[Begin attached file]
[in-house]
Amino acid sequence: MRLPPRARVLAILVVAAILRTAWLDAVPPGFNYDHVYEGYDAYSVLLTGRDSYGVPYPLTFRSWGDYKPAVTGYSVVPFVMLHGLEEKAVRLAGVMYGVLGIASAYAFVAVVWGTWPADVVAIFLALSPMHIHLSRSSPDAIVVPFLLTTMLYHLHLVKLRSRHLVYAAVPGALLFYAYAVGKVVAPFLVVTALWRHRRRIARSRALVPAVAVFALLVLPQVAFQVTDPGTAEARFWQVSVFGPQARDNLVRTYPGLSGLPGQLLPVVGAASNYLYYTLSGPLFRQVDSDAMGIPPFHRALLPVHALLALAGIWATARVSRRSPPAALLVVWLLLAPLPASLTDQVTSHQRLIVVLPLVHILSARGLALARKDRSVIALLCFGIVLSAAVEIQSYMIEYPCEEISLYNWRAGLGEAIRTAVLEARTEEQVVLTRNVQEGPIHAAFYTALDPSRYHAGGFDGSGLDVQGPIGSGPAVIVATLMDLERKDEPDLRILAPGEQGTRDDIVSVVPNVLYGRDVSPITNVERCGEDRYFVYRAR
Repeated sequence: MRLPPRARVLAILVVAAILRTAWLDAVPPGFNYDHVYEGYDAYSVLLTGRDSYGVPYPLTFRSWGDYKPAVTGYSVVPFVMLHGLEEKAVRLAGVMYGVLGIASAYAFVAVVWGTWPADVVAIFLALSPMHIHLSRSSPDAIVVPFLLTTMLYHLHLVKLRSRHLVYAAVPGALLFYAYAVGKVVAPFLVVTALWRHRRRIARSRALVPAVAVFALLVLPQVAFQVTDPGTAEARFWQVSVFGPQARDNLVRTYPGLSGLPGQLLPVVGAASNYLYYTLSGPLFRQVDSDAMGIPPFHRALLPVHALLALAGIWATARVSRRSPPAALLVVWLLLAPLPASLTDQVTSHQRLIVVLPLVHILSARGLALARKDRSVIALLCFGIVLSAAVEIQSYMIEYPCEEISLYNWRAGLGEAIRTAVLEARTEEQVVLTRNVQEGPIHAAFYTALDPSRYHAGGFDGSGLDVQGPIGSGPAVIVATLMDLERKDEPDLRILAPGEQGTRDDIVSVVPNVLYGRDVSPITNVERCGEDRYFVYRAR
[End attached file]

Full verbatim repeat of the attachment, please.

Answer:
[in-house]
Amino acid sequence: MRLPPRARVLAILVVAAILRTAWLDAVPPGFNYDHVYEGYDAYSVLLTGRDSYGVPYPLTFRSWGDYKPAVTGYSVVPFVMLHGLEEKAVRLAGVMYGVLGIASAYAFVAVVWGTWPADVVAIFLALSPMHIHLSRSSPDAIVVPFLLTTMLYHLHLVKLRSRHLVYAAVPGALLFYAYAVGKVVAPFLVVTALWRHRRRIARSRALVPAVAVFALLVLPQVAFQVTDPGTAEARFWQVSVFGPQARDNLVRTYPGLSGLPGQLLPVVGAASNYLYYTLSGPLFRQVDSDAMGIPPFHRALLPVHALLALAGIWATARVSRRSPPAALLVVWLLLAPLPASLTDQVTSHQRLIVVLPLVHILSARGLALARKDRSVIALLCFGIVLSAAVEIQSYMIEYPCEEISLYNWRAGLGEAIRTAVLEARTEEQVVLTRNVQEGPIHAAFYTALDPSRYHAGGFDGSGLDVQGPIGSGPAVIVATLMDLERKDEPDLRILAPGEQGTRDDIVSVVPNVLYGRDVSPITNVERCGEDRYFVYRAR
Repeated sequence: MRLPPRARVLAILVVAAILRTAWLDAVPPGFNYDHVYEGYDAYSVLLTGRDSYGVPYPLTFRSWGDYKPAVTGYSVVPFVMLHGLEEKAVRLAGVMYGVLGIASAYAFVAVVWGTWPADVVAIFLALSPMHIHLSRSSPDAIVVPFLLTTMLYHLHLVKLRSRHLVYAAVPGALLFYAYAVGKVVAPFLVVTALWRHRRRIARSRALVPAVAVFALLVLPQVAFQVTDPGTAEARFWQVSVFGPQARDNLVRTYPGLSGLPGQLLPVVGAASNYLYYTLSGPLFRQVDSDAMGIPPFHRALLPVHALLALAGIWATARVSRRSPPAALLVVWLLLAPLPASLTDQVTSHQRLIVVLPLVHILSARGLALARKDRSVIALLCFGIVLSAAVEIQSYMIEYPCEEISLYNWRAGLGEAIRTAVLEARTEEQVVLTRNVQEGPIHAAFYTALDPSRYHAGGFDGSGLDVQGPIGSGPAVIVATLMDLERKDEPDLRILAPGEQGTRDDIVSVVPNVLYGRDVSPITNVERCGEDRYFVYRAR